Wiener was again called by her lawyer friend about another case, a man who had a wonderful career, beautiful home in the suburbs and a great family with two sets of twins. But he risked it all to go to the Dark Internet and view child porn, and he was caught in an FBI sting. He was removed from his house immediately, and his children were not allowed to see him.

“He was not a pedophile and did not hurt his children, but he did something terrible because children were hurt somewhere who were in these pictures,” Wiener said. But his children wanted their voices heard. This was the guy who went to all their sports events, supported them and was the guy they adored. They felt no one was listening to them.

“I was called in to work with the kids,” Wiener said. “I interviewed them and captured each one of them and how they felt, got their family interactions. The goal was for them to have a voice, and work that into the sentencing so they would not be completely isolated from their dad.”

He was sentenced to three years. The tragedy was compounded when the mom fell and died from a hemorrhage while doing laundry in the basement six months after he went to prison.

The children were left without either parent.

“I wouldn’t have done a film for the father, because I wouldn’t do something that would support a person watching child pornography, but I felt it was really important to do that film for the children.”

Wiener recently completed another film in which she interviewed a defendant who had admitted his guilt and did not repent. The case is so current Wiener cannot discuss the details.

“This is the only one in which I have interviewed the defendant,” she said. “He told what happened, what his experience was, what he did and why. It is important if you break a law that it has a component to it,” Wiener noted, “that takes a look at a bigger law and morality of choice.”

Wiener said that she gets very drawn into the story when making these sentencing films. “I try and communicate the truth of whatever is the subject,” she said. “I feel strongly about people and their stories, and the flip side is I get very involved.”

Putting out real stories that resonate and are about how people are resilient in what they do is Wiener’s goal. She said she has always had a passion for social justice and hopes to continue creating sentencing films along with all of her other work.

“Unless you really think about the emotional aspects in telling a story, you end up with cat videos,” Wiener commented with a smile. “Those may be fun, but we need people telling real stories with skill.”

Wiener said her father once told her she was too sensitive, but she said she feels very strongly about the kinds of films she does and feels very connected. “I don’t know if that makes me a better filmmaker, but it makes me a happier one,” she said.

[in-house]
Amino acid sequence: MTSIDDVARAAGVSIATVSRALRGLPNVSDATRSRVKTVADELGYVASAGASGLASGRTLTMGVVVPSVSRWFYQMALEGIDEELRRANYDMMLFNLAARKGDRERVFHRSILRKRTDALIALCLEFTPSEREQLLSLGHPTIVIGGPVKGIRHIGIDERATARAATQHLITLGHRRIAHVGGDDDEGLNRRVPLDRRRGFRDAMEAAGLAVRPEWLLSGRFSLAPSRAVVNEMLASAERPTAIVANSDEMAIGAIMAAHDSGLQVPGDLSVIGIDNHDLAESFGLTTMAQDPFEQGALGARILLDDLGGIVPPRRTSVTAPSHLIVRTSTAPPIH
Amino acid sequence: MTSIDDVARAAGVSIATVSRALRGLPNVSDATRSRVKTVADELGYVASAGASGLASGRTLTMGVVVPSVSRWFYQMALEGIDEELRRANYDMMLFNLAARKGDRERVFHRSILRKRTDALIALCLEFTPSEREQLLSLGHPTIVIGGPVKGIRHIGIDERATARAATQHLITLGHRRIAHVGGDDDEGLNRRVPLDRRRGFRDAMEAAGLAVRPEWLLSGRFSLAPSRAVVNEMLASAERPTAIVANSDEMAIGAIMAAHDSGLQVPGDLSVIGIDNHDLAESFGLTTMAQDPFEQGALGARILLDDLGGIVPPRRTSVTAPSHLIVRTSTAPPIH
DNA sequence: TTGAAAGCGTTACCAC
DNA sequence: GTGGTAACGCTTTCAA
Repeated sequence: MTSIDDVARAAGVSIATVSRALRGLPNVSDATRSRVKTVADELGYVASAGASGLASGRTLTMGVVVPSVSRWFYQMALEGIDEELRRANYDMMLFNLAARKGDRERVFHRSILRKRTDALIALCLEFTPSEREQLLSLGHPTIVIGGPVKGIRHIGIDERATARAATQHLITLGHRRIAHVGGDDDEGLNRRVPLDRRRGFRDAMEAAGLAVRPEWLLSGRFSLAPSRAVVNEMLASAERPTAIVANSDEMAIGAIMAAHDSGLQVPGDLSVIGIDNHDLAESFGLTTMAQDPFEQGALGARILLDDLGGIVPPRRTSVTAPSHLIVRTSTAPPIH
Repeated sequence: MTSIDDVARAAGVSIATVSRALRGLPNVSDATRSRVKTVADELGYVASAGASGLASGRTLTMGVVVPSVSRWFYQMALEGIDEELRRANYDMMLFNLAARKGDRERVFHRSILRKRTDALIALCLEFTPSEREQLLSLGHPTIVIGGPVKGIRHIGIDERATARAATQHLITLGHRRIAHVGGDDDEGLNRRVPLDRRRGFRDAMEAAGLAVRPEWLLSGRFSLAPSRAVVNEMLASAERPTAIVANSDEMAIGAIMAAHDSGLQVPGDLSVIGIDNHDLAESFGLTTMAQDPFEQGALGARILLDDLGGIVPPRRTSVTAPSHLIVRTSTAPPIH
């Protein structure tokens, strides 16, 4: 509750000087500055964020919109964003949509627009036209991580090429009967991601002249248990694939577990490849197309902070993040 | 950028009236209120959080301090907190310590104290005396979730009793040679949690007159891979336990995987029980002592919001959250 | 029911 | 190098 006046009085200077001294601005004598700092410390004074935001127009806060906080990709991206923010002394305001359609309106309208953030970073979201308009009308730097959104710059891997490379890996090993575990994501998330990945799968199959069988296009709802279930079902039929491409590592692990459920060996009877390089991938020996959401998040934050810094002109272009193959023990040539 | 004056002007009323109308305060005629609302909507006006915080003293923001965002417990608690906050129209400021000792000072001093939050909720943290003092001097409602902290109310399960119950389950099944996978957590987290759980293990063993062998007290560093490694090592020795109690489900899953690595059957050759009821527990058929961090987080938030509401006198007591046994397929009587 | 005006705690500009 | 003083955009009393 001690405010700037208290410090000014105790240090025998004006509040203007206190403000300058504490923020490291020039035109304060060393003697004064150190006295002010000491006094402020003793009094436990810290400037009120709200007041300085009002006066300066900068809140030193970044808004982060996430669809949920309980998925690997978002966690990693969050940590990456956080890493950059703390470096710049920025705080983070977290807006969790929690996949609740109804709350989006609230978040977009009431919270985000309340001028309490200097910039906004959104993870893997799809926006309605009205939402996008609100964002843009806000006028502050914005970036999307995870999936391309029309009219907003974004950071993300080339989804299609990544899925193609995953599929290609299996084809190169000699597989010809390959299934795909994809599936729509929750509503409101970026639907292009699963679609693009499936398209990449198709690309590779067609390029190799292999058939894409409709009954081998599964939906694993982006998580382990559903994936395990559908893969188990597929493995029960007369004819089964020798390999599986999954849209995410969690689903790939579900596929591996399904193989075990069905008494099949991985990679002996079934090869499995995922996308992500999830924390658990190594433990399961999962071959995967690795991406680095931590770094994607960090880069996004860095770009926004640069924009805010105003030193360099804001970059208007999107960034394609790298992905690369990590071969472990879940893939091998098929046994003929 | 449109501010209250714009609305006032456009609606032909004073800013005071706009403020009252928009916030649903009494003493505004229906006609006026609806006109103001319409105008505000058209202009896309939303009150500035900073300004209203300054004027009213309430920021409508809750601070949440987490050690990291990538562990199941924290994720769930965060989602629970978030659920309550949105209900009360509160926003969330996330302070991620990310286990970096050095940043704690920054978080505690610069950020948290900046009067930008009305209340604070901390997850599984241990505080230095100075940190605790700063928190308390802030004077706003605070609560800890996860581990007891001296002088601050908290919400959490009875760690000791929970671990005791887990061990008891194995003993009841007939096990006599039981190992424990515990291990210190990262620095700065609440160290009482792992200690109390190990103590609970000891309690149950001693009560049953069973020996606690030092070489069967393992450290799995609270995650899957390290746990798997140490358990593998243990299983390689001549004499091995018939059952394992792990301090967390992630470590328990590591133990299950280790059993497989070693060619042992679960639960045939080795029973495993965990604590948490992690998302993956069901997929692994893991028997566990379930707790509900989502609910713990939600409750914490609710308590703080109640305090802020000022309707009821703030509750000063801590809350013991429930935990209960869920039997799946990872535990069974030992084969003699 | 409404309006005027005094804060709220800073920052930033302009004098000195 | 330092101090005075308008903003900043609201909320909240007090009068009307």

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Jim Bohen 15

Poetry readings will celebrate new book by Jim Bohen

Posted on 05 November 2018 by Calvin

By MARGIE O’LOUGHLIN
Local poet Jim Bohen (photo right by Margie O’Loughlin) just experienced something that doesn’t happen every day. Not only did he publish a poem, but he also published 82 of them in a newly released collection called, “I travel in rusting burned-out sedans.”

“I submitted my collection to more than 20 publishers before getting picked up by Unsolicited Press in Portland, OR,” he said. “There are a tremendous number of good poems in this world that don’t get published.”

Bohen has lived in the Merriam Park neighborhood with his wife, Bonnie, for 34 years. They raised two children there, and are now helping care for their 16-month-old granddaughter. At 71, Bohen has been writing poems and songs for more than 50 years. He writes quietly at his desk and prefers longhand on real paper for early drafts.

He doesn’t multitask much. If he goes for a walk, he takes a notebook with him and jots down ideas for poems—but he stops walking while he does it. He said, “I do something related to poetry every day, whether it’s writing myself or reading other poets.”

He held is first book launch event on Nov. 7. His second will be Tues., Nov. 13 (7pm) at Merriam Park Library, 1831 Marshall Ave.

In addition, on Tues., Nov. 27th at Common Good Books (38 Snelling Ave. S.), and on Wed., Nov. 28 at Subtext Books in downtown St. Paul (6 W. 5th St.), Bohen will have a shared reading with local poets Joyce Sutphen, Sharon Chmielarz, and Norita Dittberner-Jax. He said, “I’m so pleased to be reading with these women who, in addition to Michael Bazzett and Ethna McKiernan, are some of my favorite Minnesota poets.”

A Minnesotan through and through, Bohen has stayed pretty close to his roots. “I grew up four blocks from where we live now, attended St. Mark’s Catholic School, St. Thomas Academy, the University of St. Thomas, and finally the U of M.”

He went on to have a long career as a writer, but it didn’t always involve poetry. Looking back, he said, “I first got published in my 20’s, and that maybe wasn’t so good for me. When I was a graduate student at the U of M, the editor of the student newspaper gave me a front-page box in the Arts and Entertainment section. That set up an unreasonable expectation that I would get paid for writing poetry.”